|Top: This is a photo of the growing Soufriere Hills Volcano lava dome taken May 31, 2003. Bottom: This is a photo from the same location taken Aug. 12, 2003. Approximately 120,000 cubic meters of the dome collapsed in a 24-hour period. – Montserrat Volcano Observatory/British Geological Survey|
The Soufriere Hills Volcano on Montserrat erupted in 1995, and an international team of researchers has studied this volcano from land and sea since then to understand the workings of andesite volcanos more completely.
“To the extent that the Soufriere Hills Volcano is typical of andesitic dome building volcanoes, results from this research can be expected to apply more generally,” said Barry Voight, professor emeritus of geosciences, Penn State.
Voight and R. S. J. Sparks, the Channing Wills professor of geology, Bristol University, guest edited and introduced a special issue of Geophysical Research Letters that covers the past ten years of research in the CALIPSO (Caribbean Andesite Lava Island Precision Seismo-geodetic Observatory) and SEA-CALIPSO (Seismic Experiment with Airgun) projects. The U. S. National Science Foundation, U. K. Natural Environmental Research Council, British Geological Survey and Discovery Channel funded these projects.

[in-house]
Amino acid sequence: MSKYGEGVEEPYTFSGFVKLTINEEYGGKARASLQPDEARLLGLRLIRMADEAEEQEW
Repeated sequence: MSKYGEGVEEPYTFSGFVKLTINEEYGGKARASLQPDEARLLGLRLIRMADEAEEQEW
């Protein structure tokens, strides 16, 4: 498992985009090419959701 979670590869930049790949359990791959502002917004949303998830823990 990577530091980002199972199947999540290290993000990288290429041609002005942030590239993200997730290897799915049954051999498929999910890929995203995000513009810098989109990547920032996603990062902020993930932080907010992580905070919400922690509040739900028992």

CALIPSO is a volcano monitoring system installed in late 2002 and early 2003 to monitor magma activity of the volcano. It consists of an array of specialized instruments located in four strategically placed, 650-foot-deep bore holes along with surface and shallow-hole instrumentation. Reports on research from this project look at surface deformation, magma activity, explosive dynamics of the volcano and the magma system. The papers cover four different explosive episodes and volcano mechanics.
SEA-CALIPSO obtained three-dimensional images of the structure of the island of Montserrat and of the volcano’s center. It was an active-source seismic experiment to study the Earth’s crust beneath the island and the volcano and was under the umbrella of the CALIPSO project.
“This multinational experiment with participation from the U.S., UK, New Zealand, Trinidad and Montserrat generated high resolution images of the island, its volcanic edifices and adjacent crust,” said Voight. “This project should advance our understanding of how crust evolves in arc systems, magma is stored and transported and how volcanic processes proceed.”
SEA-CALIPSO used seismic tomography, seismic reflection/refraction imaging and offshore seismic profiling to view the deep structure of the volcano. Evaluation of the speed at which seismic waves pass beneath and through the island can provide information on the structure of the crust and the magma chambers beneath the volcano.
The research on both projects was also supported by the Government of Montserrat, Seismic Research Center of the University of West Indies.